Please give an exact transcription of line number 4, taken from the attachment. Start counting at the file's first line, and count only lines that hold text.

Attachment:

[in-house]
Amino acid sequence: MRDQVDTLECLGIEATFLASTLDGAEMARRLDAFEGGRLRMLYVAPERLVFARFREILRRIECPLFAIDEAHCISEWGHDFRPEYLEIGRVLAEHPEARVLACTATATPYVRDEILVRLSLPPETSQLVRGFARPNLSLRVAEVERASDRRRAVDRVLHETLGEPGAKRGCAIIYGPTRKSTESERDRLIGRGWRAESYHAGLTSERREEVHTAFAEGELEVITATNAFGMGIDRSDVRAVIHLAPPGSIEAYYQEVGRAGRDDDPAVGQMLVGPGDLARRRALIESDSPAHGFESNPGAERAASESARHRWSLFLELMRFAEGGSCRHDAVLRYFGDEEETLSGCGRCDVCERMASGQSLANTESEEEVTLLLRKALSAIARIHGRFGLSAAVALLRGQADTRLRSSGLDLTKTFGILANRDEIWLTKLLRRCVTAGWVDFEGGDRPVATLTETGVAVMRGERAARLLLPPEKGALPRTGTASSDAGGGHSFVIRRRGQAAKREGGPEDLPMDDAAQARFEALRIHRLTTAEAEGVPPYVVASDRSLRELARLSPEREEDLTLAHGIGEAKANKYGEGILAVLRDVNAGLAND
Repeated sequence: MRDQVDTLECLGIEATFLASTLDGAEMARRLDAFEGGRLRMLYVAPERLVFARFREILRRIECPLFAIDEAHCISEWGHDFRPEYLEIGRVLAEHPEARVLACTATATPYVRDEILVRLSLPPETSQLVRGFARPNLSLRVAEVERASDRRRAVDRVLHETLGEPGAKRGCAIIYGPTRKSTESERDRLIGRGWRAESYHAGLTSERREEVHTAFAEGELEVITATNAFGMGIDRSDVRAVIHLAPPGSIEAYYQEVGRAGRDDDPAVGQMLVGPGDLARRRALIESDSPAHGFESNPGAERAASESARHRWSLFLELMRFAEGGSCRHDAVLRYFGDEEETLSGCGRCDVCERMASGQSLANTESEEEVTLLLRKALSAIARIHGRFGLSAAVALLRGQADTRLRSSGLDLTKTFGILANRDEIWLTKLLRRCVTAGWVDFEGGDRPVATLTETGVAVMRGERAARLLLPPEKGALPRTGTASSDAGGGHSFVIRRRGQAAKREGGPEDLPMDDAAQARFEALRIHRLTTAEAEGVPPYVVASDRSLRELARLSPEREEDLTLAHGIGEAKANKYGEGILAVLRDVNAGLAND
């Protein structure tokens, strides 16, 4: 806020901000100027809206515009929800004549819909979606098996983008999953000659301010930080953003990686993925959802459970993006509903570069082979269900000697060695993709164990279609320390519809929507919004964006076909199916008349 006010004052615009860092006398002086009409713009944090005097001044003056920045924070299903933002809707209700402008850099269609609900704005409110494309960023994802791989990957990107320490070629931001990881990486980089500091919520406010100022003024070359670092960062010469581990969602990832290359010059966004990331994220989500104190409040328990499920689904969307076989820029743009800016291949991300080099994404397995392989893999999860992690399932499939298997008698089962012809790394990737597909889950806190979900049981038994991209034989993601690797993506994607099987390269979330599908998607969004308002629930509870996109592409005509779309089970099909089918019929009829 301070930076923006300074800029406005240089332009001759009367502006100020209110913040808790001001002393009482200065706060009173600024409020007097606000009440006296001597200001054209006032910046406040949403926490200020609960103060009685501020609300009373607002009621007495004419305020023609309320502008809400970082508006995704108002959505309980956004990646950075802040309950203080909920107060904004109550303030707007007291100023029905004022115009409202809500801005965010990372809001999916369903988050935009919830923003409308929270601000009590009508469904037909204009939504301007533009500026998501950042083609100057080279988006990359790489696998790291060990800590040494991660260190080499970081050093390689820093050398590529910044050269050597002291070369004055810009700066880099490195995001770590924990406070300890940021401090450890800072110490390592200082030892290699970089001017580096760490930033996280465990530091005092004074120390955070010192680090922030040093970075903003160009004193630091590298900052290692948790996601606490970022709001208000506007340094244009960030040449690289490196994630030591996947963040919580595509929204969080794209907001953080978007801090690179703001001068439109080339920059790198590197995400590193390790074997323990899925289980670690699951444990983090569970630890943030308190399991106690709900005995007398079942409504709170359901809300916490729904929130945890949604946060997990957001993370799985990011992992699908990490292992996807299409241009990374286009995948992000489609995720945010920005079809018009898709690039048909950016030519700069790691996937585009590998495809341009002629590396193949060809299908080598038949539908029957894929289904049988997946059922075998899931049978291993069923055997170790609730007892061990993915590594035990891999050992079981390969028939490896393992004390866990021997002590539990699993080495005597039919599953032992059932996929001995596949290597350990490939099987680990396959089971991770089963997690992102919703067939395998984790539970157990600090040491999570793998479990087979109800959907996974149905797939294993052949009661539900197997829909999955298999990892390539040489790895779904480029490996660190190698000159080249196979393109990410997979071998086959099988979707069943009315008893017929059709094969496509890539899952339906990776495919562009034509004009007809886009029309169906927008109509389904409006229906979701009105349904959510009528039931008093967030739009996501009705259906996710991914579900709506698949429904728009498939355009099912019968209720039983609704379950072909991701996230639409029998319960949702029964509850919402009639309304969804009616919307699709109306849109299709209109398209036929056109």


């Protein structure tokens, strides 16, 4: 806020901000100027809206515009929800004549819909979606098996983008999953000659301010930080953003990686993925959802459970993006509903570069082979269900000697060695993709164990279609320390519809929507919004964006076909199916008349 006010004052615009860092006398002086009409713009944090005097001044003056920045924070299903933002809707209700402008850099269609609900704005409110494309960023994802791989990957990107320490070629931001990881990486980089500091919520406010100022003024070359670092960062010469581990969602990832290359010059966004990331994220989500104190409040328990499920689904969307076989820029743009800016291949991300080099994404397995392989893999999860992690399932499939298997008698089962012809790394990737597909889950806190979900049981038994991209034989993601690797993506994607099987390269979330599908998607969004308002629930509870996109592409005509779309089970099909089918019929009829 301070930076923006300074800029406005240089332009001759009367502006100020209110913040808790001001002393009482200065706060009173600024409020007097606000009440006296001597200001054209006032910046406040949403926490200020609960103060009685501020609300009373607002009621007495004419305020023609309320502008809400970082508006995704108002959505309980956004990646950075802040309950203080909920107060904004109550303030707007007291100023029905004022115009409202809500801005965010990372809001999916369903988050935009919830923003409308929270601000009590009508469904037909204009939504301007533009500026998501950042083609100057080279988006990359790489696998790291060990800590040494991660260190080499970081050093390689820093050398590529910044050269050597002291070369004055810009700066880099490195995001770590924990406070300890940021401090450890800072110490390592200082030892290699970089001017580096760490930033996280465990530091005092004074120390955070010192680090922030040093970075903003160009004193630091590298900052290692948790996601606490970022709001208000506007340094244009960030040449690289490196994630030591996947963040919580595509929204969080794209907001953080978007801090690179703001001068439109080339920059790198590197995400590193390790074997323990899925289980670690699951444990983090569970630890943030308190399991106690709900005995007398079942409504709170359901809300916490729904929130945890949604946060997990957001993370799985990011992992699908990490292992996807299409241009990374286009995948992000489609995720945010920005079809018009898709690039048909950016030519700069790691996937585009590998495809341009002629590396193949060809299908080598038949539908029957894929289904049988997946059922075998899931049978291993069923055997170790609730007892061990993915590594035990891999050992079981390969028939490896393992004390866990021997002590539990699993080495005597039919599953032992059932996929001995596949290597350990490939099987680990396959089971991770089963997690992102919703067939395998984790539970157990600090040491999570793998479990087979109800959907996974149905797939294993052949009661539900197997829909999955298999990892390539040489790895779904480029490996660190190698000159080249196979393109990410997979071998086959099988979707069943009315008893017929059709094969496509890539899952339906990776495919562009034509004009007809886009029309169906927008109509389904409006229906979701009105349904959510009528039931008093967030739009996501009705259906996710991914579900709506698949429904728009498939355009099912019968209720039983609704379950072909991701996230639409029998319960949702029964509850919402009639309304969804009616919307699709109306849109299709209109398209036929056109």